As more consumers in the United States are jumping on the smartphone and tablet bandwagon — personally, I contribute to this mess with one of the latest phones with Android software as well as a first-generation iPad — there’s less room in the limited airwaves for customers’ needs to access the internet and occasionally make telephone calls over mobile networks. Mobile carriers are doing what they can to preserve what remains of the spectrum, usually by increasing prices or limiting bandwidth.
The idea behind the peak oil movement is that in the future — and sometime soon — the world will not be able to efficiently produce as much oil as the citizens of the world need to consume, and due to the imbalance between supply and demand, prices for oil (and thus everything else that relies on oil) will skyrocket. Peak oil has been proven difficult to predict.
Unlike peak oil, wireless carriers know how much spectrum they have left before they can’t support any additional traffic over the air. The situation is similar to real estate. There’s only so much available land for construction, and as the available land in any area with adequate demand is sold, the pressure of the lack of supply drives prices up. Dish Network, for example, has a significant amount of unused spectrum, and it would like to sell what it isn’t using to a wireless provider that desperately needs the spectrum to satisfy its customers.
As companies need to devote more of their resources towards increasing spectrum — whether through consolidation attempts in the industry like AT&T’s purchase of T-Mobile — or through buying spectrum from other owners at a high price — and as companies use pricing to limit customers’ use of the spectrum, the cost for a family or an individual to receive the same level of service is going to increase.
Save money on your cell phone bills
You can keep your cell phone bills in check:
- Use a service like Validas to make sure you’re paying for the best mobile plan for you.
- Compare prices across carriers. Don’t just consider the mainstream plans with the major carriers; pre-paid mobile phone plans could cost less.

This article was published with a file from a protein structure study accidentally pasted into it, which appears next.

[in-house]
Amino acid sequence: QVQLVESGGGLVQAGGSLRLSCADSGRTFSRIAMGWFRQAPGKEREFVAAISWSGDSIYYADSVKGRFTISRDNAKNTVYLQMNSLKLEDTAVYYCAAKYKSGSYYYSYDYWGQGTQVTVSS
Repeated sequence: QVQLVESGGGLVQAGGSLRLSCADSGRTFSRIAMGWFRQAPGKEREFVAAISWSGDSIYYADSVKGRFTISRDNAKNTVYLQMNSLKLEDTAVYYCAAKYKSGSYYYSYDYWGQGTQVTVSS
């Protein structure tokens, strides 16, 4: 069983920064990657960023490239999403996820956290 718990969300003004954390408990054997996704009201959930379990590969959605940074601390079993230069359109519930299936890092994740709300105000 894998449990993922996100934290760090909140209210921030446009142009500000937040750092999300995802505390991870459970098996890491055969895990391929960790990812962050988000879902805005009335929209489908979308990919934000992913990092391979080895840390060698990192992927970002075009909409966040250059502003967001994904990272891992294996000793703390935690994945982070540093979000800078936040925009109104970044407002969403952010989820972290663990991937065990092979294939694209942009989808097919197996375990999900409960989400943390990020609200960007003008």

- Consider skipping internet-enabled devices. If all you need to do is talk, you can save yourself the expense of the latest high-tech phones and stay on a less expensive voice plan.
- If you have other telecommunication services, like cable television and home phone, consider bundling these services to save money.
- Call and ask for a discount. Sometimes, you can get a price break just by asking. Don’t threaten to leave, though, unless you’re willing to live up to that promise.
I’m currently paying over $100 per month for my mobile phone service with Verizon Wireless, which includes my phone with 4G smartphone service as well as a 3G service for my iPad through a separate device. How much do you pay for your mobile phone service? Are you prepared for this cost to increase in the next year or two as companies fight over remaining broadband spectrum?
It wouldn’t be a weekday in May without another giveaway. This month is Giveaway May at Consumerism Commentary. Each day, I’ll have some to reward readers valued $50 or more. Today’s a good day for the winner; thanks to a partnership with personal finance blog Beating Broke, I am able to offer Amazon.com’s reading device, the Kindle. This is the ad-free Wi-Fi only version.